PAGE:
In the New Testament, as the verse from the Epistle of Jude illustrates, there is a similar emphasis upon the need to be completely passive in passing on the faith once delivered to the saints – again adding nothing and subtracting nothing.

Our duty in the twenty first century is to faithfully communicate the word of God, which is now to be found in the scriptures; whether that be through a careful and reverent translation of the Bible, or in our verbal communication of its contents. But there is now, as in Jeremiah’s time, the ever present temptation tone down anything (such as eternal punishment) which sits ill with the passing spirit of the age. However, confronted with that which is spoken by the eternal God himself, how little our culturally conditioned thoughts matter!

“The grass withereth, the flower fadeth: but the word of our God shall stand for ever.” (Isaiah 40.8)

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Numbers 32.21 – God’s Choice of Israel
Posted: 28 January 2013 in Numbers

And Moses said unto them, If ye will do this thing, if ye will go armed before the Lord to war, And will go all of you armed over Jordan before the Lord, until he hath driven out his enemies from before him, And the land be subdued before the Lord: then afterward ye shall return, and be guiltless before the Lord, and before Israel; and this land shall be your possession before the Lord. But if ye will not do so, behold, ye have sinned against the Lord: and be sure your sin will find you out.

The context of the above passage is that the Israelites have arrived on the eastern bank of the River Jordan, prior to the invasion of Canaan, and some of the tribes had asked for the land just conqered to be allocated to them. Moses remonstrated with them, saying they were renegades who were refusing to join their brethren in the invasion of Canaan. They replied that they would take part in the invasion, but they still thought that the land east of Jordan was ideally suited to them. The above verses are Moses’ reply.

In the above passage those whom Israel had been commanded to annihilate (there is no other word for it) are described explicitly as being God’s enemies. The early chapters of Genesis spare no pains in describing the extent of mankind’s rebellion against God’s rule over them. And yet out of the fallen mass of humanity, and even though they were as immersed in sin as anybody else, a people were chosen by God to be the agents through which he would bring to himself those whom were called to salvation. There is clearly a temptation here for people to accuse the ancient Israelites of pride. Who were they to imagine themselves to be specially chosen by God for anything? But the real pride would be seen in the resentfulness displayed towards a group God had chosen, and of which neither they nor their ancestors were a member.

There is no answer to the question why God should have chosen Israel; the Bible just records Israel’s election to be a fact. I do not think there is anything to be gained from enquiring after things which God has not seen fit to reveal. We will just come up with an answer of our own invention, and if pride or resentfulness towards God is any part of the motive, sin will be involved. The circular argument Moses uses in Deuteronomy 7.6-8 only serves to underline God’s complete freedon in choosing whom he will, and it is most likely not meant to do no more than that. Also from Deuteronomy:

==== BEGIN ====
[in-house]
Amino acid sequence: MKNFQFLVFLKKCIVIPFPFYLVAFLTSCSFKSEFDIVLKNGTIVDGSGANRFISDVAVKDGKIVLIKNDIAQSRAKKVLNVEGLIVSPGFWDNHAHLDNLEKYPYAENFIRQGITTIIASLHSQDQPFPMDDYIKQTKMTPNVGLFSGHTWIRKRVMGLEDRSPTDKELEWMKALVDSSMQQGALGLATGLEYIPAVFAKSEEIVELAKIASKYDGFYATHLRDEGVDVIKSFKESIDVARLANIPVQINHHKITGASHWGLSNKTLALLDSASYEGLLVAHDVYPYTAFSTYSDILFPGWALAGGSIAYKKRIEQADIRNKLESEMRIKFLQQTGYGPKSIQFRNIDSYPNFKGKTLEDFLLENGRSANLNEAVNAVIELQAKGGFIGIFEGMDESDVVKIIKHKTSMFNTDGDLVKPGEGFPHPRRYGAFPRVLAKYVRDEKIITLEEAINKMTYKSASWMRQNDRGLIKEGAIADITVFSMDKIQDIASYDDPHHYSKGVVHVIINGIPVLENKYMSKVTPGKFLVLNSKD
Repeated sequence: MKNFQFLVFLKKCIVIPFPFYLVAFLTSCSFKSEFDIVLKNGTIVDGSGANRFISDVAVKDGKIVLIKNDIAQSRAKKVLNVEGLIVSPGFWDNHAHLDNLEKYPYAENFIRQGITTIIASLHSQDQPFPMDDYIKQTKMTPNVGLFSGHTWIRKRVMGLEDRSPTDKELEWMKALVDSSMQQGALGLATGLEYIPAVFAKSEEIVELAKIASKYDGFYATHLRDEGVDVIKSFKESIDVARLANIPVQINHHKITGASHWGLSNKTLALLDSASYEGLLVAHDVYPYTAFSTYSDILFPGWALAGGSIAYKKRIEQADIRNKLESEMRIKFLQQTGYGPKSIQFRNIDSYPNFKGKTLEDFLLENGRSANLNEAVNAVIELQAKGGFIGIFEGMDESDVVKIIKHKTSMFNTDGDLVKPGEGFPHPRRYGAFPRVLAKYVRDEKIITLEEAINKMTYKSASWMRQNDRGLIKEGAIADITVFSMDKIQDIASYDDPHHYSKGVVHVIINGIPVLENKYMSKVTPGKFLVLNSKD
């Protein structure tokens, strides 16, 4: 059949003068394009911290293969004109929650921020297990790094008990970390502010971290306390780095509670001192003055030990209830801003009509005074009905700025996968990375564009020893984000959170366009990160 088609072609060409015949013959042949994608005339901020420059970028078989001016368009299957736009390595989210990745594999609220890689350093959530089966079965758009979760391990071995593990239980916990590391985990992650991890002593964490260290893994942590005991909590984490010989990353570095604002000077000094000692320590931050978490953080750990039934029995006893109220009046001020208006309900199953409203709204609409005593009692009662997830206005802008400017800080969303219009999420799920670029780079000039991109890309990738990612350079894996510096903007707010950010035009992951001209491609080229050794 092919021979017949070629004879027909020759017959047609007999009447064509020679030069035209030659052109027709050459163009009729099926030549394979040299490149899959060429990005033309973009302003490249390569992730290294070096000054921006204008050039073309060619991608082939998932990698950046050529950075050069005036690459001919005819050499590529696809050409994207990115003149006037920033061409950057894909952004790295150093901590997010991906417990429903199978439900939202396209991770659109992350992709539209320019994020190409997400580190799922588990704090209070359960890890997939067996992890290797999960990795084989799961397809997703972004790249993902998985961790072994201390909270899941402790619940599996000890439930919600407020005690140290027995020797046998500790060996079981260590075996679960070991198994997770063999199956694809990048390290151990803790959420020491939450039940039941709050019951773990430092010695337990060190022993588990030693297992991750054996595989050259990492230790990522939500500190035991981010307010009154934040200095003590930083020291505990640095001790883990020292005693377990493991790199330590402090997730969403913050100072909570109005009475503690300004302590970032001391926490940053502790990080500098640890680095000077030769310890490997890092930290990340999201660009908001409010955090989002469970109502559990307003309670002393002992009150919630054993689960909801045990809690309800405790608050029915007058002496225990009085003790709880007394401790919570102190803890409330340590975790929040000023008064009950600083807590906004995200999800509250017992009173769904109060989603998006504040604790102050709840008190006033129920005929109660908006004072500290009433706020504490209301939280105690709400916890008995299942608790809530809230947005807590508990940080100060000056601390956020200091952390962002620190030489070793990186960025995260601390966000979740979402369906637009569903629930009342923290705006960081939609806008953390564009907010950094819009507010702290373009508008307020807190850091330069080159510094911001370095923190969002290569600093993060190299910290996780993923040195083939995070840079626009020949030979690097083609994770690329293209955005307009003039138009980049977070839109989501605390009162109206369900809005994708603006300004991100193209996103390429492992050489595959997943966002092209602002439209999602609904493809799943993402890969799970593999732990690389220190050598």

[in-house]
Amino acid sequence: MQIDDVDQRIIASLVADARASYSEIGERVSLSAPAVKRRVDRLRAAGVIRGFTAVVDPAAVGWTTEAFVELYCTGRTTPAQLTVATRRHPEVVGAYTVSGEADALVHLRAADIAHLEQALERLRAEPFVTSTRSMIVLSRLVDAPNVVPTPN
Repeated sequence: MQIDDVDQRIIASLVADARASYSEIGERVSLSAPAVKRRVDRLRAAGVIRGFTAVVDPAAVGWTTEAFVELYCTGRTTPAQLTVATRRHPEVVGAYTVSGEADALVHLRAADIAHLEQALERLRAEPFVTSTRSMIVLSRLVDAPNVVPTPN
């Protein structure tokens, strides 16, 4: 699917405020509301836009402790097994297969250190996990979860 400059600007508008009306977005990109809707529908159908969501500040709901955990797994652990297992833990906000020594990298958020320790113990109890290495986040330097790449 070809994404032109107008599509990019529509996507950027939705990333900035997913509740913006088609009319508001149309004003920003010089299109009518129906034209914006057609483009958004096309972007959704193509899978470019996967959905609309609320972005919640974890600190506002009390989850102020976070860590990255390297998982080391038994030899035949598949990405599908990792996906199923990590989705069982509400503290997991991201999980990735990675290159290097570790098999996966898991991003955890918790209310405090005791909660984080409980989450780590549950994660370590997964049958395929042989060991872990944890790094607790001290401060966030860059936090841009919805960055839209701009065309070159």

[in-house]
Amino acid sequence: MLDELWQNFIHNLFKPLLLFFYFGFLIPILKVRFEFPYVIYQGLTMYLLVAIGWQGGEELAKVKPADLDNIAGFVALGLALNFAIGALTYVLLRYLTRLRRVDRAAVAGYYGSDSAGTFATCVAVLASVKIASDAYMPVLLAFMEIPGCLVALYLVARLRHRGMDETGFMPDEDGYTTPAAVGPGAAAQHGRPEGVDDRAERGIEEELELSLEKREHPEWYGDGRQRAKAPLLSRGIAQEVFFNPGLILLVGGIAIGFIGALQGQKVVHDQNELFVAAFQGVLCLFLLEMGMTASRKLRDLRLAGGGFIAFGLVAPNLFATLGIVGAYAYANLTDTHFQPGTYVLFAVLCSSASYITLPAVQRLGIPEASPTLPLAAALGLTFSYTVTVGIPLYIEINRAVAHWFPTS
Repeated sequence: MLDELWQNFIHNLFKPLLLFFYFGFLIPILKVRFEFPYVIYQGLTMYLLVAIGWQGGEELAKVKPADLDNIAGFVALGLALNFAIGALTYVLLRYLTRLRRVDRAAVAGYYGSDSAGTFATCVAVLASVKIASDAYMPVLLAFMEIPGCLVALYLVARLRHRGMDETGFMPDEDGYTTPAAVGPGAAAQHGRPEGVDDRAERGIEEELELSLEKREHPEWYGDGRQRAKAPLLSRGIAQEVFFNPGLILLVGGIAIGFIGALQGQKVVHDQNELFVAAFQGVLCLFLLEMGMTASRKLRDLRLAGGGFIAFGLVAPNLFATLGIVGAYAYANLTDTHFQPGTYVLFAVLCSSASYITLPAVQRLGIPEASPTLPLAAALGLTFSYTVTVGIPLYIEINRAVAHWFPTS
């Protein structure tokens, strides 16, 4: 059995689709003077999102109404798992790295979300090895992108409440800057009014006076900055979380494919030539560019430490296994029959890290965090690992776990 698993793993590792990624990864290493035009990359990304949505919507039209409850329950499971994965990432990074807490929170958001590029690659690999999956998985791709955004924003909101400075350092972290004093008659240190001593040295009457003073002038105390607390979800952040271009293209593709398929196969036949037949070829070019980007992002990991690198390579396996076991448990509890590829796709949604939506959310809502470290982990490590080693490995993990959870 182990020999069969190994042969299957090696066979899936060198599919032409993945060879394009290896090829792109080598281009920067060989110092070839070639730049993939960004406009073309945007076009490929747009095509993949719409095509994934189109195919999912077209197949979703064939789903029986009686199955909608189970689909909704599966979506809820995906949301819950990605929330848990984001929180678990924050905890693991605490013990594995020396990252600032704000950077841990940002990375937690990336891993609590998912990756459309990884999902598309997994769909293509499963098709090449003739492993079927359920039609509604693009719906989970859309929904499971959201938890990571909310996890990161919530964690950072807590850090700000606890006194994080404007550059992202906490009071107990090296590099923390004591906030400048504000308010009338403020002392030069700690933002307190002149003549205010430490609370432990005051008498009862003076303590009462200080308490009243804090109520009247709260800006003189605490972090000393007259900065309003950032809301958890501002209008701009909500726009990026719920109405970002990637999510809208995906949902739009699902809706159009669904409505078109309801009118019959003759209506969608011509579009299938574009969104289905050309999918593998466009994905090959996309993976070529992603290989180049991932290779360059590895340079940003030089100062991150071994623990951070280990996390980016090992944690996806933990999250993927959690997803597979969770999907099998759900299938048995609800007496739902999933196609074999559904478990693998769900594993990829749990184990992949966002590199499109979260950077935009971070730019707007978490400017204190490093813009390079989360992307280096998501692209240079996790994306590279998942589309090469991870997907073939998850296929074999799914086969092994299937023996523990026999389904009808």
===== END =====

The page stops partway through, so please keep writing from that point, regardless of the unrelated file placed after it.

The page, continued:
“The secret things belong unto the Lord our God: but those things which are revealed belong unto us and to our children for ever, that we may do all the words of this law.” (Deuteronomy 29.29)

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Ezra 6.22 and Acts 16.14 – Salvation is of the Lord
Posted: 14 January 2013 in Acts, Ezra

And kept the feast of unleavened bread seven days with joy: for the Lord had made them joyful, and turned the heart of the king of Assyria unto them, to strengthen their hands in the work of the house of God, the God of Israel.

And a certain woman named Lydia, a seller of purple, of the city of Thyatira, which worshipped God, heard us: whose heart the Lord opened, that she attended unto the things which were spoken of Paul.

Nowhere in the Bible is there any suggestion that we are able to turn to God of our own free will. As in the cases of Darius and Lydia, conversion, or the turning of somebody’s heart to the Lord, is always, and without exception, said to be the result of God’s working. Nowhere is there any suggestion that we are free to remake ourselves. Less frequently, the hardening of somebody’s heart is also said to be the result of divine activity. The obvious example is the hardening of Pharoah’s heart:

“And the Lord hardened the heart of Pharaoh, and he hearkened not unto them; as the Lord had spoken unto Moses.” (Exodus 9.12)

There are, I imagine, a couple of indications that our hearts are being remade by God. One is a genuine and heartfelt acceptance that we are helpless to save ourselves, and that we are wholly dependent upon God’s mercy. Another name for that is humility. A second indication is that we have a desire to please God. As James put it in his epistle, faith without works is dead. We cannot go swanning through life, thinking that we are saved by faith, if we show no sign of that desire to serve God which ought to issue from a genuine faith.

Nevertheless, although there ought to be visible signs of faith, it is the faith which comes from God alone that saves us. Salvation is of the Lord. If we had any part in effecting our own salvation, then some of the glory would rub off on us. As it is, all glory remains with God, to whom alone it is due.